The ecological crises can be overwhelming. Climate change alone can seem insurmountable. And what can I do—one of 7.53 billion Homo sapiens? One idea I’ve heard recently in critical discourse is that climate change is a political, and not a personal, problem that requires political, and not personal, solutions. This type of opinion is usually given by a person who talks about climate change without mentioning other ecological crises (e.g., plastics, e-waste, species collapse, soil loss). This binary way of thinking is mistaken—doing personal work does not in any way preclude or hinder doing political work. Wendell Berry writes:
"If using less energy would be a good idea for the future, that is because it is a good idea. The government could enforce such a saving by rationing fuels, citing the many good reasons, as it did during World War II. If the government should do something so sensible, I would respect it much more than I do. But to wish for good sense from the government only displaces good sense into the future, where it is of no use to anybody and is soon overcome by prophesies of doom. On the contrary, so few as just one of us can save energy right now by self-control, careful thought, and remembering the lost virtue of frugality. Spending less, burning less, traveling less may be a relief."
If Berry is right, it seems obvious that people who are personally polluting might not be the best people to trust on solutions to the challenge. They've put off good sense to an imaginary future, where they can start living well now. Would you trust a mechanic who cannot keep h/is car running?
In my book I suggest both gardening and wilderness for understanding the ecological crises. Gardening involves placing your hands in soil, producing some part of your own food and beauty, and becoming a responsible steward of the place where you live—whether a house on a large lot or a window in an apartment. Gardening is a phenomenal praxis—it is seen, heard, smelled, tasted, and touched. It is the smallest sphere of our influence—our daily actions. Our habits. Gardening as a metaphor, might involve incorporating solar or wind energy in your house, or choosing to buy a more fuel efficient car, or driving for family vacations more often, and flying less often. Maybe it means walking or riding a bicycle to work. Perhaps we keep a bird feeder, or volunteer at a local park. We talk to our neighbors about what we can do here, now. Just as cultures are diverse, gardening practices are diverse—some people till, others do not; some follow Ruth Stout, or Masanobu Fukuoka; some plant pollinator gardens, and others food gardens. It’s also true that our gardening-as-metaphor choices are various. Some actions are always a good choice, but others are appropriate based on bioregion, or neighborhood, or soil-type. There are different cultural ways to live sustainably and regeneratively. Most of the world's cultures have been ecologically sustainable. Because our gardening praxes are ours, we know them intimately. Gardening, actual and metaphorical, increases our ecological consciousness—our awareness of many diverse ways our ecological place exists.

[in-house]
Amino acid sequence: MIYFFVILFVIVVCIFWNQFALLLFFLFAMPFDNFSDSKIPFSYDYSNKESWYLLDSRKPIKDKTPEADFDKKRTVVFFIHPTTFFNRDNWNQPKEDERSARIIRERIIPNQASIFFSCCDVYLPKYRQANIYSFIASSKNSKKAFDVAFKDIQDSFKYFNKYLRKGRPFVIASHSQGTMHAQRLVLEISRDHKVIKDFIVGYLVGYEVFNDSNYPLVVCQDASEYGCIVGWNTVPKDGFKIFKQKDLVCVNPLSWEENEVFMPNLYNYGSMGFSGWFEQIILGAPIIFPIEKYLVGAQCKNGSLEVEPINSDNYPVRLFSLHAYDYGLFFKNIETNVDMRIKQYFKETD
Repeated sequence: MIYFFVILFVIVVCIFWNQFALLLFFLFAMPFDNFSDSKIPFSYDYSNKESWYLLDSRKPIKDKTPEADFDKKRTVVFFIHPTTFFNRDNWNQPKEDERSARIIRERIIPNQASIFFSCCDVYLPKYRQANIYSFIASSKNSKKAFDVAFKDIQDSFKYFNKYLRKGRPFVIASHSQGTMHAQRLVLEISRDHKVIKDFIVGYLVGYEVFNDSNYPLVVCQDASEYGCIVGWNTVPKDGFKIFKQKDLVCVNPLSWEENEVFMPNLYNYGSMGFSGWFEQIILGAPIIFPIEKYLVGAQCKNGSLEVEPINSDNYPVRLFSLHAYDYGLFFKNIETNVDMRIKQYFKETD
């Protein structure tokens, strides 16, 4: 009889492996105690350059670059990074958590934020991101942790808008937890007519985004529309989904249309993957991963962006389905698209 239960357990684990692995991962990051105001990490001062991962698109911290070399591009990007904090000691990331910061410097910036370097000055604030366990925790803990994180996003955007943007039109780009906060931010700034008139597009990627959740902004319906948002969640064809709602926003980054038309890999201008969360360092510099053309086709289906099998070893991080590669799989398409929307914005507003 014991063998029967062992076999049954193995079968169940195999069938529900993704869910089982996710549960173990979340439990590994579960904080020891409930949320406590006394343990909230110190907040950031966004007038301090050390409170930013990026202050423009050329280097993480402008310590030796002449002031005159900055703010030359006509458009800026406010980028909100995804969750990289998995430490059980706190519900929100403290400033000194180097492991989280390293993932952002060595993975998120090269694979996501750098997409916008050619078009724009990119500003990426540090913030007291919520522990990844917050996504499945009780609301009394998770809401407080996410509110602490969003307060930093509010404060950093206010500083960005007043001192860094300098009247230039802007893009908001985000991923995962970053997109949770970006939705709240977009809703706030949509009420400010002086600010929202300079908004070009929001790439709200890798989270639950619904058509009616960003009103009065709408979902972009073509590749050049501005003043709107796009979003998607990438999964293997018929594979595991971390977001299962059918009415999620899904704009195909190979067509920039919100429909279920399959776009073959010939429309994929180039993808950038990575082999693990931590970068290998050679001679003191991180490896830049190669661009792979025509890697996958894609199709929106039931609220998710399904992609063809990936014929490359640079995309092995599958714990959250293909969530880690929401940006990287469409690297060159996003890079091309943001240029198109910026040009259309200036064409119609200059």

In contrast, wilderness areas emerge as political ideals and then as policy [Here's a photo I took of Millbrook Marsh, a great example of a local nature area that captures carbon, provides space for non-human animals, and recreation for humans]. When polities—a borough, or state, or nation—set a piece of land aside as wilderness, we necessarily limit our phenomenal experience of that place. Perhaps we limit recreational boats in an area where manatees are negatively impacted, or we protect a stretch of land used by a migratory cranes. Rather than phenomenal knowledge—and ecological consciousness—wilderness, as actual or metaphorical, depends on scientific knowledge and political effort. We have to be literate of ecological matters to make good political choices—to advocate for the right actions. Many of the solutions to climate change will obviously exacerbate other ecological crises, if we only take a few moments to reflect before acting.
I argue that, in schools and other pedagogical spaces, both are needed—that gardening and wilderness work together for eco-literate pedagogy. We provide phenomenal experiences with nature because these cultivate ecological consciousness. We can draw spiritual sustenance for activism from Mother Earth. We can learn, in a non-scientific way, about the non-human animals we share our place with. We can experience our bioregion. Scientific knowledge is also required if we’re going to conceptualize crises that are harder to experience, such as plastic waste in the oceans, climate change, or deforestation. We can expand our ecological consciousness through artistic and scientific conversations in place. To be ecologically literate means both personal and political action, as we transform unsustainable ways of living, including political and business practices, including dismantling unjust hierarchies in capitalism such as ableism (note the work FDR did to preserve parks and make them accessible), racism, sexism, and classism, and conserve regenerative cultural practices, including diverse farming, storytelling, and musicking.
As a final note, June 11th is a day when environmentalists and anarchists recognize imprisoned activists. You can learn more about people imprisoned at the Crimethinc blog.